106.7 The Fan All News 99.1 WNEW CBS Sports Radio 1580

Study: Nearly Half Of Americans Have No Financial Safety Net

View Comments
A new report finds that nearly half of Americans don't have sufficient savings or assets to avoid poverty should they lose their income. (Photo by John Moore/Getty Images)

A new report finds that nearly half of Americans don’t have sufficient savings or assets to avoid poverty should they lose their income. (Photo by John Moore/Getty Images)

Latest News

Get Breaking News First

Receive News, Politics, and Entertainment Headlines Each Morning.
Sign Up

WASHINGTON (CBS DC) – Nearly 44 percent of Americans don’t have enough savings or assets to stay out of poverty should they lose their income.

A new report from the nonprofit Corporation for Enterprise Development (CFED) also finds that almost one-third of Americans do not have a savings account. The state-by-state breakdown of “assets and opportunity” shows that savings have been hit hard across the country, but some regions are much worse than others.

Almost every Southern state – ranging from North Carolina down to Florida, and west to Arkansas – was ranked in the worst category of “liquid asset poor.”

The nonprofit company attempts to assist low-and-moderate income families in building and preserving their assets. The report stresses that asset ownership and financial security are interconnected. Owning assets means having greater economic stability and mobility; assets enable millions of Americans to plan for the future, buy a home, prepare for retirement, send their children to college and weather unexpected financial storms.

CFED President Andrea Levere says that’s not easy when all your energy goes into paying the rent and buying food.

“It’s only when you have those basic needs satisfied that you then can think, ‘How do I make sure I have the best education for my children? How do I make sure I have the skills I need to be more competitive in the workplace?’”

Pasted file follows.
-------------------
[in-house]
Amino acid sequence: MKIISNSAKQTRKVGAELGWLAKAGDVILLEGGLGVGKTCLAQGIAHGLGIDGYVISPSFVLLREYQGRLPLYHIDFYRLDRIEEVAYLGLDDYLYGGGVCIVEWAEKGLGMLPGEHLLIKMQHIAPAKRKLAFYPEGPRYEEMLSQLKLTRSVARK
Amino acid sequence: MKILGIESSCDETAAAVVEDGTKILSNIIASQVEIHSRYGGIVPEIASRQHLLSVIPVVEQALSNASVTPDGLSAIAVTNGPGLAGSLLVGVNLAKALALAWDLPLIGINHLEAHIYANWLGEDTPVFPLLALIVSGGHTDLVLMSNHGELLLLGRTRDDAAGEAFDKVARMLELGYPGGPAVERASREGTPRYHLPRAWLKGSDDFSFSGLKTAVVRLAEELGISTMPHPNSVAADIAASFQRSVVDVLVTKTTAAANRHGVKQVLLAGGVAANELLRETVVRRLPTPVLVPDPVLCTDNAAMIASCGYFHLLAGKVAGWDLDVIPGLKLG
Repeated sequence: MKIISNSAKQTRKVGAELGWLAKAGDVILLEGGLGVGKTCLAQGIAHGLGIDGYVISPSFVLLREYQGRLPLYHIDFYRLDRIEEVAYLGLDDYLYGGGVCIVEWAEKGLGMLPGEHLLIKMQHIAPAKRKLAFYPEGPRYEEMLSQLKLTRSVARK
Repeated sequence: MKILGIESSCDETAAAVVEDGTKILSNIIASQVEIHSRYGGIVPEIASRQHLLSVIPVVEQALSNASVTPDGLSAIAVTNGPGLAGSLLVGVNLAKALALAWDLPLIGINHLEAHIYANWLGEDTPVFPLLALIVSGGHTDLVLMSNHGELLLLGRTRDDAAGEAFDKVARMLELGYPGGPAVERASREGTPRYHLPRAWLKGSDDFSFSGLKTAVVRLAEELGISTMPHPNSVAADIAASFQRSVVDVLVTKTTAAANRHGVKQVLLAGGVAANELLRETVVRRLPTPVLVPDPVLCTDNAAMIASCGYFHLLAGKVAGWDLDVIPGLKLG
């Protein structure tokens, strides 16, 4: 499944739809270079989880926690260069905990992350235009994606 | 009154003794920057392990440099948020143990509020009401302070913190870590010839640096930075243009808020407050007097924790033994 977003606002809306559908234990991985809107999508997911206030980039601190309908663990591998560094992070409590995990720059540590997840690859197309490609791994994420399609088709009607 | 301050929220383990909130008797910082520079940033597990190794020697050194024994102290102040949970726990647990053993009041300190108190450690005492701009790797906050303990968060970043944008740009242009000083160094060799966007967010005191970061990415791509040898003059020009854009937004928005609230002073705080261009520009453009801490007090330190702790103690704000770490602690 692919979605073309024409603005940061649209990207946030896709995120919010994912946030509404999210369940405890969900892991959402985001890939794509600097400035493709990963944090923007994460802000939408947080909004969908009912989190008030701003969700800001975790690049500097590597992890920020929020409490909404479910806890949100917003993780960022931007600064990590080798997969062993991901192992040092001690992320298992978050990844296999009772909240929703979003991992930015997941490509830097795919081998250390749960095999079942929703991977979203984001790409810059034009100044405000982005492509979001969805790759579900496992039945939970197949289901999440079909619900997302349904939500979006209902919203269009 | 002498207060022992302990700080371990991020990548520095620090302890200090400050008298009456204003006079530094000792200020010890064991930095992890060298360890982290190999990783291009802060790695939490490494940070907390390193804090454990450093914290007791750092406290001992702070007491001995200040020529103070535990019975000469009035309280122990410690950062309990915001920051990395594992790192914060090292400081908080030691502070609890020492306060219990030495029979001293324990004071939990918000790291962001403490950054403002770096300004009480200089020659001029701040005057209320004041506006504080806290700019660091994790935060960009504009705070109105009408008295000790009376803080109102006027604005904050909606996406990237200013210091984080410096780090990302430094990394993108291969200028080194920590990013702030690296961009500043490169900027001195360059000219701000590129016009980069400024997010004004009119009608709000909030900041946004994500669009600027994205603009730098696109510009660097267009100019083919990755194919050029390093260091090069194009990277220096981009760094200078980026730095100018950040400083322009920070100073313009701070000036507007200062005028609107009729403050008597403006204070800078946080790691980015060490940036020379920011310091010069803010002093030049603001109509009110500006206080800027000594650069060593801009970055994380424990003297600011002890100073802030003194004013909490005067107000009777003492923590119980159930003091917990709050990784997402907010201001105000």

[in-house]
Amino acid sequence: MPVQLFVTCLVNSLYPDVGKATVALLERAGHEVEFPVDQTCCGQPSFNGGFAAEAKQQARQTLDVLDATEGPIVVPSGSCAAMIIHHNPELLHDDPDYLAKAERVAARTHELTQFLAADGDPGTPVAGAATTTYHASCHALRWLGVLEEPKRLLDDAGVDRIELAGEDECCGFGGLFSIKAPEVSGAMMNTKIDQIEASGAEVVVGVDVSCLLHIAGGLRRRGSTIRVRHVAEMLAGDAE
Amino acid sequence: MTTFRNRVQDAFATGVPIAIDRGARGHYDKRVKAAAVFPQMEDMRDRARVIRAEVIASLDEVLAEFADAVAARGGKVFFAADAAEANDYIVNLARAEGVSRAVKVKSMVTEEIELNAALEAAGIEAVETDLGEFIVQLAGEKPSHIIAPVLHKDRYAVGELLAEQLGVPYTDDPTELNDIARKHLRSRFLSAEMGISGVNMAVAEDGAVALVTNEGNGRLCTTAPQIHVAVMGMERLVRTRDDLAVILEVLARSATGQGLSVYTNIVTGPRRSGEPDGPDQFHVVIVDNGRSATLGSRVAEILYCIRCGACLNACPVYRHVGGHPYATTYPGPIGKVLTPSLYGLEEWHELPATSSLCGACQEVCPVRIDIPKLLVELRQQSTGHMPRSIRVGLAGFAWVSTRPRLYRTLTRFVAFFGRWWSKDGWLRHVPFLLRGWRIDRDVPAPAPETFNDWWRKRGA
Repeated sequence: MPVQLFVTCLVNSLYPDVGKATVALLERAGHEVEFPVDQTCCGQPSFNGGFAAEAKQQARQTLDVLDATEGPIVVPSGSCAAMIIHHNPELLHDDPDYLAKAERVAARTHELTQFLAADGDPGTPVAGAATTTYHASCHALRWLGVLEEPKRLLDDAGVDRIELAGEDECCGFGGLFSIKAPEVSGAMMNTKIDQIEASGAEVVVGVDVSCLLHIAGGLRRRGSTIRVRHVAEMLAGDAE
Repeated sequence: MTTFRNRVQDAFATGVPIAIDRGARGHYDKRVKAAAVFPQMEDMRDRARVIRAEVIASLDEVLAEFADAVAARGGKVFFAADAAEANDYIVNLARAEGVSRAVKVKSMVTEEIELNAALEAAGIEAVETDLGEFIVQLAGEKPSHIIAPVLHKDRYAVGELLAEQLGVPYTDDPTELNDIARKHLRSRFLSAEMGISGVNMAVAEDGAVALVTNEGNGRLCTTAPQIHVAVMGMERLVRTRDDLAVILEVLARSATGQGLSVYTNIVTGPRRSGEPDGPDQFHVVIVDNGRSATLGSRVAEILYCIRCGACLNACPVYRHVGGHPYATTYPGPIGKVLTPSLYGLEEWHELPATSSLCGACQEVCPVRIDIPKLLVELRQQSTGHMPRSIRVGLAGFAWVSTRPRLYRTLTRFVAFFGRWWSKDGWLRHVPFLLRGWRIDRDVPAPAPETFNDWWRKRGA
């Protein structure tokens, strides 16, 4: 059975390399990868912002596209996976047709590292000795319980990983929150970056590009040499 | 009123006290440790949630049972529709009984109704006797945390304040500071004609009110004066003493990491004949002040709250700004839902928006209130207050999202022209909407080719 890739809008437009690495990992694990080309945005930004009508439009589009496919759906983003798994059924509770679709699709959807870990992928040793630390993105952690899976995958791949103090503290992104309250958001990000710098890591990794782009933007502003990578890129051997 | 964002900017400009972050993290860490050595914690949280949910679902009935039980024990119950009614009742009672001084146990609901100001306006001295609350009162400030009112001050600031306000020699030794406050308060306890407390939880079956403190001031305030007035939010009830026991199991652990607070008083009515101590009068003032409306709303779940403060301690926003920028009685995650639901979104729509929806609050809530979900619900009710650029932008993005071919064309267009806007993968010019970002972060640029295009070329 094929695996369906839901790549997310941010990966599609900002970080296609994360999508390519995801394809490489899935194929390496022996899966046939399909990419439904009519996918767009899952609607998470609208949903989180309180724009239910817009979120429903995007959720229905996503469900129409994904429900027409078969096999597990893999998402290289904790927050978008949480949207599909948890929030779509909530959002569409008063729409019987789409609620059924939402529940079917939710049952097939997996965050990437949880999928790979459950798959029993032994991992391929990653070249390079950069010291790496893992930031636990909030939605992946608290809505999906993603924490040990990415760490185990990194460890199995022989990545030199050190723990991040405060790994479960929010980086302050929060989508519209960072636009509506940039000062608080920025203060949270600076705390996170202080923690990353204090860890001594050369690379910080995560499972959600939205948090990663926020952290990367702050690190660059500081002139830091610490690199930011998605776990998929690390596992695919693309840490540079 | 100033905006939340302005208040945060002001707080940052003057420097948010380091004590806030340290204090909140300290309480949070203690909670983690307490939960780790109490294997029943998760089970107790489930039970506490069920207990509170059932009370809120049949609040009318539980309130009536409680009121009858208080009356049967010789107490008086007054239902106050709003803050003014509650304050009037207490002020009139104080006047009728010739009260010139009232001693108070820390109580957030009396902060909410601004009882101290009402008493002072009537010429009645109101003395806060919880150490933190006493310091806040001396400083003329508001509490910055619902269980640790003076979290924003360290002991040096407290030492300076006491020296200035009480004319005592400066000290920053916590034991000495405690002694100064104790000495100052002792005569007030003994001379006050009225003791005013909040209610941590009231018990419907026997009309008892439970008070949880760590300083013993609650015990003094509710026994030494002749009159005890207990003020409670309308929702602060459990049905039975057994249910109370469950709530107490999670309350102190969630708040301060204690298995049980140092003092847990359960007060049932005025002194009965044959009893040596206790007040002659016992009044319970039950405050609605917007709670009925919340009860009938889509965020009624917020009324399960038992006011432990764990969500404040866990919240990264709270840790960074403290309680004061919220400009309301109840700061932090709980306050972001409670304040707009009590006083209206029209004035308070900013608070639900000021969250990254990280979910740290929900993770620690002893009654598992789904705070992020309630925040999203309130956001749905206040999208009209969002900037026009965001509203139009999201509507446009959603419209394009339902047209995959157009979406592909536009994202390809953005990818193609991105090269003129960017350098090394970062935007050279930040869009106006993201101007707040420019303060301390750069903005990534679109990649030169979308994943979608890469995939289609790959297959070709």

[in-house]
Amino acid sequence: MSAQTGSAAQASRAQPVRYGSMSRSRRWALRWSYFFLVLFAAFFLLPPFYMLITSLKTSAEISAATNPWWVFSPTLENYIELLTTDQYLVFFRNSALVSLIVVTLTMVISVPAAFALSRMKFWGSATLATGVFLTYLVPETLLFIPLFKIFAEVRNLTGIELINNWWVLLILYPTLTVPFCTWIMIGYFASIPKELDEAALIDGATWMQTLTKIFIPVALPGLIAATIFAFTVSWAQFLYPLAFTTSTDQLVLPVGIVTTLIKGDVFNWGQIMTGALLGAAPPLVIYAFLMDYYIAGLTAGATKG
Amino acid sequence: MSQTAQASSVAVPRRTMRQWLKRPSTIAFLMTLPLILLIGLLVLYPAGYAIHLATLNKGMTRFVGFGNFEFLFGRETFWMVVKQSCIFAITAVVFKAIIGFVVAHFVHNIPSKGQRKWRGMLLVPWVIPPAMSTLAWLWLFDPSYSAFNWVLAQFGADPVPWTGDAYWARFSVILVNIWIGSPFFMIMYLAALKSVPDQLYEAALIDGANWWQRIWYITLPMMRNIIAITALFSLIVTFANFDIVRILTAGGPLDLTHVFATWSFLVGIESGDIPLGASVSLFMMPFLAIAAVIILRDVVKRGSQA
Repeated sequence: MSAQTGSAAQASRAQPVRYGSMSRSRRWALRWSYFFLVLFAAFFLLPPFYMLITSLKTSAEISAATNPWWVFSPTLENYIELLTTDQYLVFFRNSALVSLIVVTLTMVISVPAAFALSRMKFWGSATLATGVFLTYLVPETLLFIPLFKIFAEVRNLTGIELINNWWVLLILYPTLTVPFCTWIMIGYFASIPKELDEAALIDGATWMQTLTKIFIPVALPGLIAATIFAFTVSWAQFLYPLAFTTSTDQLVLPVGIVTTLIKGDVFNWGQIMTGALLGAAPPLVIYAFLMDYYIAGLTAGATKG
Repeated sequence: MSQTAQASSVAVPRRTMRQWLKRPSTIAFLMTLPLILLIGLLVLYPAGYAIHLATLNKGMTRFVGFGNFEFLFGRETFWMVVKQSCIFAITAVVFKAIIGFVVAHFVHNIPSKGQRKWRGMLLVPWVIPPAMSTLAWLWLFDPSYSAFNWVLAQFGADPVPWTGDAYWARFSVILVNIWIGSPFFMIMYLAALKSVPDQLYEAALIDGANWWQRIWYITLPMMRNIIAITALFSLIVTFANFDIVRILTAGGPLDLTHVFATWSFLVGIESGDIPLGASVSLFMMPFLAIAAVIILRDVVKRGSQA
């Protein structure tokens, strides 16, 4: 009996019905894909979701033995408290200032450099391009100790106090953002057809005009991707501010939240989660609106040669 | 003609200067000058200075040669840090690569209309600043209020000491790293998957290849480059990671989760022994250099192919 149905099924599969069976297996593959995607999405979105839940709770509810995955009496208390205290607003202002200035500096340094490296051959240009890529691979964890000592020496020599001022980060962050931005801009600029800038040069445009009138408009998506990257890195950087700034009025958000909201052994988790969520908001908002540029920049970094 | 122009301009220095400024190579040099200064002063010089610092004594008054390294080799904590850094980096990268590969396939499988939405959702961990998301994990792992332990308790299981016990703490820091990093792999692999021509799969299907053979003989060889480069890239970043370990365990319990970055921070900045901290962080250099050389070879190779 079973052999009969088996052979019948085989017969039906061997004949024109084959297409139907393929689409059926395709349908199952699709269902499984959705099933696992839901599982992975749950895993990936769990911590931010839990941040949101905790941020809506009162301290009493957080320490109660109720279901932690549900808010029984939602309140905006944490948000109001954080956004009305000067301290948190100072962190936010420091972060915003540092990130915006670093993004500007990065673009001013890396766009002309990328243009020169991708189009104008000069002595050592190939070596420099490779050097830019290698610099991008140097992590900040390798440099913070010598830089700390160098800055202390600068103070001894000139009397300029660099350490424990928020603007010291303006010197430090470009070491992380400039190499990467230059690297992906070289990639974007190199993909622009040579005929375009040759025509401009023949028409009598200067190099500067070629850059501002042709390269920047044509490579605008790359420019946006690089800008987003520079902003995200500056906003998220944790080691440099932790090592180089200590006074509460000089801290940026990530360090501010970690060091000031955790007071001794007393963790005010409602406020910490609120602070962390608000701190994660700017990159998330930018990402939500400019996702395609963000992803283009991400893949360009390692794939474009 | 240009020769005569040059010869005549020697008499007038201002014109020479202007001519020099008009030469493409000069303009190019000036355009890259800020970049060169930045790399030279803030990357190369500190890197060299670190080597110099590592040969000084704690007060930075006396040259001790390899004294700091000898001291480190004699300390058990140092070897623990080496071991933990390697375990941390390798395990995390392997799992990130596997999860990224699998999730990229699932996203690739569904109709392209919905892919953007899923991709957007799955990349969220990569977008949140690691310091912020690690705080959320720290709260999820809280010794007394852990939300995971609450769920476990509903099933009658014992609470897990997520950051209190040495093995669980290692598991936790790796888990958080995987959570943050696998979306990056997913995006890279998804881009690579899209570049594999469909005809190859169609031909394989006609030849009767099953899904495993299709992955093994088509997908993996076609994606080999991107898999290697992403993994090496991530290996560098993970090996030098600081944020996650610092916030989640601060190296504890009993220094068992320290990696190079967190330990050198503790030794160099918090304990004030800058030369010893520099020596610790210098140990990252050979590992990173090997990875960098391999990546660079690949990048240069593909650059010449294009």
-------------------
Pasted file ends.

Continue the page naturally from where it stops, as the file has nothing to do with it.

The CFED and other companies are stressing better savings techniques for many Americans across the country.

Robin McKinney, a former social worker and president of Maryland CASH, told National Public Radio that low wages are a problem, but government rules also have a negative effect – such as a Maryland state law that prohibits public assistance to anyone with more than $2,000 in assets.

But many low-income families qualify for large lump-sum payments through the federal earned income tax credit program.

“Our average refund is about $2,200, so that’s already over that $2,000 asset limit,” McKinney says. “So if they didn’t spend that money down immediately, they were at risk of losing their benefits. This is a huge disincentive to savings.”

A December national survey by the Pew Research Center found that a majority of Americans (55 percent) have received government benefits from at least one federal entitlement program.

View Comments
blog comments powered by Disqus
Follow

Get every new post delivered to your Inbox.

Join 1,547 other followers